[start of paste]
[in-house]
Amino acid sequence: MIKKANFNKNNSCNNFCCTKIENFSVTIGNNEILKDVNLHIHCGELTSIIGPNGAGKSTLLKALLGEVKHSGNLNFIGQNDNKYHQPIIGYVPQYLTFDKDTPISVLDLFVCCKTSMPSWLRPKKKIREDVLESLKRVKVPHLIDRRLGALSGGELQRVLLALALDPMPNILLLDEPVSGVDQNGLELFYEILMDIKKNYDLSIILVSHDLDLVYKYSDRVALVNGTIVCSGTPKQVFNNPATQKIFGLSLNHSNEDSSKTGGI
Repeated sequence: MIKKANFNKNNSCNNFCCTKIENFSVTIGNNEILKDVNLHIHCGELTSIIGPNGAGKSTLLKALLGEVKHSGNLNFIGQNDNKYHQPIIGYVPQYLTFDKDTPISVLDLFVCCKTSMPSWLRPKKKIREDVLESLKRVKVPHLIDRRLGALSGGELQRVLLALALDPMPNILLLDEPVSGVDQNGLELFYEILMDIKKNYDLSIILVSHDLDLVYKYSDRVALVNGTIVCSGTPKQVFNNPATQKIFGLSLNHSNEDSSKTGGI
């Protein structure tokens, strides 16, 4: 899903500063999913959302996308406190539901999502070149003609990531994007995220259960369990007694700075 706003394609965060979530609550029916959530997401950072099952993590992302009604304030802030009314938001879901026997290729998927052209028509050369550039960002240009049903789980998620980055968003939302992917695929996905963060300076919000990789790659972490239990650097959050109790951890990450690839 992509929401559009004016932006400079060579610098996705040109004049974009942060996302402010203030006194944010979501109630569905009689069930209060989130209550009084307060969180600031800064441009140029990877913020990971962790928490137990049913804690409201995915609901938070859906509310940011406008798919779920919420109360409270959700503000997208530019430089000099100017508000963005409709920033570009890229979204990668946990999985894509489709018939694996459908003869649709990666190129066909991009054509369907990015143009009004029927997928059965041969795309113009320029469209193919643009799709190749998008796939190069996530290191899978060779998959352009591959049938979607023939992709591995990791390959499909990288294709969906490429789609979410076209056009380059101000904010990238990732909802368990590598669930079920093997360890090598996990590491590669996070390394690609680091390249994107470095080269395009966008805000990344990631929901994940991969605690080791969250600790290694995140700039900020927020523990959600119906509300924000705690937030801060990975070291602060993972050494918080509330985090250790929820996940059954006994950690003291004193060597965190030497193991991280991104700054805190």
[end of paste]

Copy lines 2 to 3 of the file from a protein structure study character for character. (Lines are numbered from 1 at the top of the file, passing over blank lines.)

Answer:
Amino acid sequence: MIKKANFNKNNSCNNFCCTKIENFSVTIGNNEILKDVNLHIHCGELTSIIGPNGAGKSTLLKALLGEVKHSGNLNFIGQNDNKYHQPIIGYVPQYLTFDKDTPISVLDLFVCCKTSMPSWLRPKKKIREDVLESLKRVKVPHLIDRRLGALSGGELQRVLLALALDPMPNILLLDEPVSGVDQNGLELFYEILMDIKKNYDLSIILVSHDLDLVYKYSDRVALVNGTIVCSGTPKQVFNNPATQKIFGLSLNHSNEDSSKTGGI
Repeated sequence: MIKKANFNKNNSCNNFCCTKIENFSVTIGNNEILKDVNLHIHCGELTSIIGPNGAGKSTLLKALLGEVKHSGNLNFIGQNDNKYHQPIIGYVPQYLTFDKDTPISVLDLFVCCKTSMPSWLRPKKKIREDVLESLKRVKVPHLIDRRLGALSGGELQRVLLALALDPMPNILLLDEPVSGVDQNGLELFYEILMDIKKNYDLSIILVSHDLDLVYKYSDRVALVNGTIVCSGTPKQVFNNPATQKIFGLSLNHSNEDSSKTGGI